Despite laggards, more agencies heed OMB cybersecurity message
- By Jason Miller
- Aug 13, 2004
President's Management Agenda helps feds use IT in more disciplined way as part of e-gov strategy
Clay Johnson, OMB Deputy Directory for Management
When agencies moved more slowly to secure their IT systems than the Office of Management and Budget expected, administration officials responded with disgust and impatience.
'We told them they were pathetic,' said Clay Johnson, OMB's deputy director for management. 'There is no excuse why agencies do not have 90 percent of their systems secure. It is a case of priority, attention and commitment.'
OMB's wrist-slap has had some effect. Agencies have made significant systems security improvements in recent months.
About 70 percent of federal IT systems have been certified and accredited as secure'which administration officials say illustrates the success of the President's Management Agenda.
Johnson said the agenda has helped agencies focus on cybersecurity as part of the overall e-government strategy. And it has emphasized improvement in the four other administration priorities: human capital, competitive sourcing, financial management, and budget and performance integration.
OMB earlier this month issued a report, The Federal Government is Results Oriented
, to tout agency progress in meeting PMA goals after three years.
'I met with the President's Management Council and briefed the president about what the agencies have accomplished,' Johnson said. 'I told him what we were accomplishing was going to have the most lasting effect of any more recent management agendas.'
OMB is tracking 26 agencies' efforts to meet the administration's management goals. Each quarter for the last three years, OMB has graded their efforts to meet criteria in each area, using a stoplight system.
Green means an agency has met all the standards for success, yellow means it has met some and red means serious problems. OMB grades each agency on its overall status and on its progress in implementing the agenda items. On the latest scorecard, agencies showed marked improvement. There were 27 green scores and 54 yellow scores out of 130 total grades. The first scorecard, issued in June 2002, awarded two green scores and 19 yellows.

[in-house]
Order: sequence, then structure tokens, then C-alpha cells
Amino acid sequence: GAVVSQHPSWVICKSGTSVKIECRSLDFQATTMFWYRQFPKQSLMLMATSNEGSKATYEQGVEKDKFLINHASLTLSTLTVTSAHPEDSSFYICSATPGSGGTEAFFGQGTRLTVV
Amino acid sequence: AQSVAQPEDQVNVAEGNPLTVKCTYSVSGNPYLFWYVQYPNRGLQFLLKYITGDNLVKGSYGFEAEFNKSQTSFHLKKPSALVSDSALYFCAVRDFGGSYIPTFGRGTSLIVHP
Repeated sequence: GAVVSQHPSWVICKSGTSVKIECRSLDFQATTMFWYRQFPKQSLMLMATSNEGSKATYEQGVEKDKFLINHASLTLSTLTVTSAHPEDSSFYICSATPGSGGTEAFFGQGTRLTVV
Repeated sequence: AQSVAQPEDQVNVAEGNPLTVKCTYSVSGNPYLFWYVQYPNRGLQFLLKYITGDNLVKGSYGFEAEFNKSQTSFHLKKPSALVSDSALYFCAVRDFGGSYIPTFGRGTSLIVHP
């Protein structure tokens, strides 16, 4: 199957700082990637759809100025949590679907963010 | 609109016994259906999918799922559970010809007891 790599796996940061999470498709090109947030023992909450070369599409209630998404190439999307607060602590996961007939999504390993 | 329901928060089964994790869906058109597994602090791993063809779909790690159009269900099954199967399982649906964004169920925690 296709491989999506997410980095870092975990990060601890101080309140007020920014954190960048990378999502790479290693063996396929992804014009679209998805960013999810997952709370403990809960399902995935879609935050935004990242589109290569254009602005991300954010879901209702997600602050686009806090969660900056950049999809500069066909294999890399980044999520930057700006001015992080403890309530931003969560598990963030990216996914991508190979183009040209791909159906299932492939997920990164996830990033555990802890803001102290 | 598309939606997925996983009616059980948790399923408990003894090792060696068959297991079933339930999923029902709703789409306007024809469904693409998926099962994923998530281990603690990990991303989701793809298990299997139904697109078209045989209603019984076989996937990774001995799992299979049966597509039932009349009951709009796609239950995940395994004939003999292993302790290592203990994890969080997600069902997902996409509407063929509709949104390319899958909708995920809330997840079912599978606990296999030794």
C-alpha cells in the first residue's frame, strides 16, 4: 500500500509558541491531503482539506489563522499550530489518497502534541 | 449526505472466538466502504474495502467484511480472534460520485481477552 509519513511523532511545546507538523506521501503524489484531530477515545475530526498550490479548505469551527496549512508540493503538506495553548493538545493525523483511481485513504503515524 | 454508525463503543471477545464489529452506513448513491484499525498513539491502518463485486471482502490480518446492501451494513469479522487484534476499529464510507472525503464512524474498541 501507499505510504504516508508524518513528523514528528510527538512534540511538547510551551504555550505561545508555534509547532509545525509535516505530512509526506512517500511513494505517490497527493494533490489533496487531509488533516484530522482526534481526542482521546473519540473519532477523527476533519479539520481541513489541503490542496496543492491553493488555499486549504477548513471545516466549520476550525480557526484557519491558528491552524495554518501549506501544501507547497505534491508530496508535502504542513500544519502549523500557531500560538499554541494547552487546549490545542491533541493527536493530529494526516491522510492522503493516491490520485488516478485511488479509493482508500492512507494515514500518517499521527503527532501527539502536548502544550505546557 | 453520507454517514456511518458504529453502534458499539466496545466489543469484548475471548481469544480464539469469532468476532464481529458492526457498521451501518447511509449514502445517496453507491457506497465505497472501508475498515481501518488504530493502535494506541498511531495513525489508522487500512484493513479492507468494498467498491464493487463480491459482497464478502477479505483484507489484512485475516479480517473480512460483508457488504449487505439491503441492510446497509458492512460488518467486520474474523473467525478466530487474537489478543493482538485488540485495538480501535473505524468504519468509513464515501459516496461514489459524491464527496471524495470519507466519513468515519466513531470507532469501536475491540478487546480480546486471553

'There are a lot of agencies not yet at green, and those at green need to take it to another level,' Johnson said. 'We expect their abilities to manage and reduce costs to become better over time.'
OMB also is adding tasks to the agenda. Earlier this year, it told agencies they would be graded on how well they eliminated improper payments and improved their management of real property under the budget and performance agenda, Johnson said.
'Our big priority is to make all projected benefits real,' he said. 'We want to show what improvements have been realized or not over the next year.'
Johnson said OMB expects to save $24 billion for each percentage point of overall increased efficiency.
The report said agencies are using IT to improve programs and no longer buy technology for its own sake. Better use of technology means that more IT systems are secure, have their performance validated by metrics, and are meeting at least 90 percent of cost and schedule goals.
OMB said 70 percent of agency IT systems are secure versus 26 percent three years ago; 72 percent of agencies have mechanisms to validate performance on cost, schedule and performance goals; and about 50 percent meet at least 90 percent of their cost and schedule goals.
Only five federal units'the Smithsonian Institution and the departments of Agriculture, Housing and Urban Development, Interior and Veterans Affairs'have not accredited at least 50 percent of their systems as secure. OMB set a goal of having at least 80 percent of all IT systems secured by December 2003.
Despite missing that goal, the current status is an 8 percent improvement since March, when OMB reported to Congress that agencies had accredited only 62 percent of their systems.
OMB administrator for e-government and IT Karen Evans 'has worked with the agencies that lagged to develop an action plan' to meet the 80 percent goal, Johnson said.
Only three agencies'HUD, the Army Corps of Engineers and the Smithsonian'did not have at least 50 percent of their IT business cases accepted by OMB.
In the competitive-sourcing category, agencies spent $87.6 million in fiscal 2003 to complete 662 competitions. OMB estimated competitive sourcing will save the government $1.1 billion over the next three to five years. Nine agencies did not complete any competitive-sourcing studies, while Agriculture completed the most, 400.